Smartphones & Tablets

Six Android Emerging Threats to be discussed at Black Hat

A lot is happening in the technology field and as new technologies emerge, so also are new flaws that could be used by hackers to steal information. Below are six of the emerging threats that would be discussed in the upcoming Black Hat USA:

Universal Android Rooting Flaw

A lot has been said about the rooting of smartphones and some believe that it actually makes it more palpable to a security breach. The argument about rooting has been long standing and has caused lots of heated arguments but everyone seems to agree that it’ll be a really bad idea for hackers to remotely gain root access to a phone by exploiting this vulnerability.

A KEEN Team researcher, Wen Xu is hoping that cybercriminals fail in their bid to take advantage of the flaw, so as to keep the job simple, normal and easy.  In the session “Ah! Universal Android Rooting is Back, He intends to show how their newly found vulnerability allows them to root devices running Android 4.3 and other latest devices.

StageFright Loophole

This major flaw has the ability to expose over 95% of all Android devices and has caused a lot of stir in the public since its revelation. The stagefright is a multimedia library that runs within Android and it could be abused by attackers to assume total control of an Android smartphone.

A cybersecurity expert at Zimperium Enterprise Mobile Security, Joshua Drake, who also played a key part in the discovery of the vulnerability, in his reserved Black Hate session

“Stagefright: Scary Code in the Heart of Android,”  will delve into all the complex details surrounding the vulnerability. He will also describe a step by step process of how the vulnerability can be exploited by to steal mobile users’ information.

Finger Print Flaw

What’s the worst that could happen? Well, it could get a lot worse if Yulong Zang and Tao Wei’s assertion happens to be true. According to both FireEye researchers, attackers can gain access to a victim’s fingerprint images and compromise his personal information. In their session, “Fingerprints on Mobile Devices: Abusing and Leaking,”  they will demonstrate how Android fingerprint scanning system can be abused by attackers to steal victims money through a payment authorization process.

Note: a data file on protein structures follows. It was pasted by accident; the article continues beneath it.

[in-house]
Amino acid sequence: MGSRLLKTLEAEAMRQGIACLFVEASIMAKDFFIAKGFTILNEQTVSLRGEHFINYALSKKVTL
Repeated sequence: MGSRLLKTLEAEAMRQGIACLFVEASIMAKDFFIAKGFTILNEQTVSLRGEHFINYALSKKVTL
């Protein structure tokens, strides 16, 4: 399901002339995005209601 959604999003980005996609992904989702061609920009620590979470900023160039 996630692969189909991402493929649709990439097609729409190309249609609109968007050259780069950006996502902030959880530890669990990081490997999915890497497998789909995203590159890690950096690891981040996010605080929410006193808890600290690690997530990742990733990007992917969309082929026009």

Exploitation of Trusted Environment and Bypassing and Security Features

It seems the fingerprints security system is being given some special attention this year; a researcher is set to showcase how hackers can run stolen fingerprint images on the so-called trusted environment.

Di Shen of Qihoo 360, a security expert, in his Black Hat session “Attacking Your Trusted Core: Exploiting Trust zone on Android,” will demonstrate how the latest Huawei Ascend 7 that uses the TrustZone fingerprint software ‘Trust Execution Environment’ (TEE), can be exploited by attackers. He will further discuss the running of shellcode in the Trusted Execution environment, the process of rooting devices and the disabling of Android’s Secure Enhancements.

Binder Call Flaw

Most people don’t know this but a Binder mechanism is a system that aids the communication of processes that operate at differing privilege levels and these levels can range from the highest to the lowest of system services.

Surprisingly, the service inputs to this binder are not properly validated before inputted into the system and this gives hackers the loophole to attack.

In the Black Hat session, “Fuzzing Android System Services by Binder Call to Escalate Privilege,” Guang Gong of 360 will showcase the available methods that can be used to exploit this loophole.

Supply Chain Vulnerability in Apps

Avi Bashan and Ohad Bobrov from CheckPoint technology would demonstrate in their Black Hat session “Certifigate: Front-Door Access to Pwning Millions of Androids,” that a vulnerability exists in the Android customization chain that is capable of leaving the system open to hacking. They’ll demonstrate a process keyloggers, certificate forging and other loopholes can be harnessed to gain access to mobile devices.

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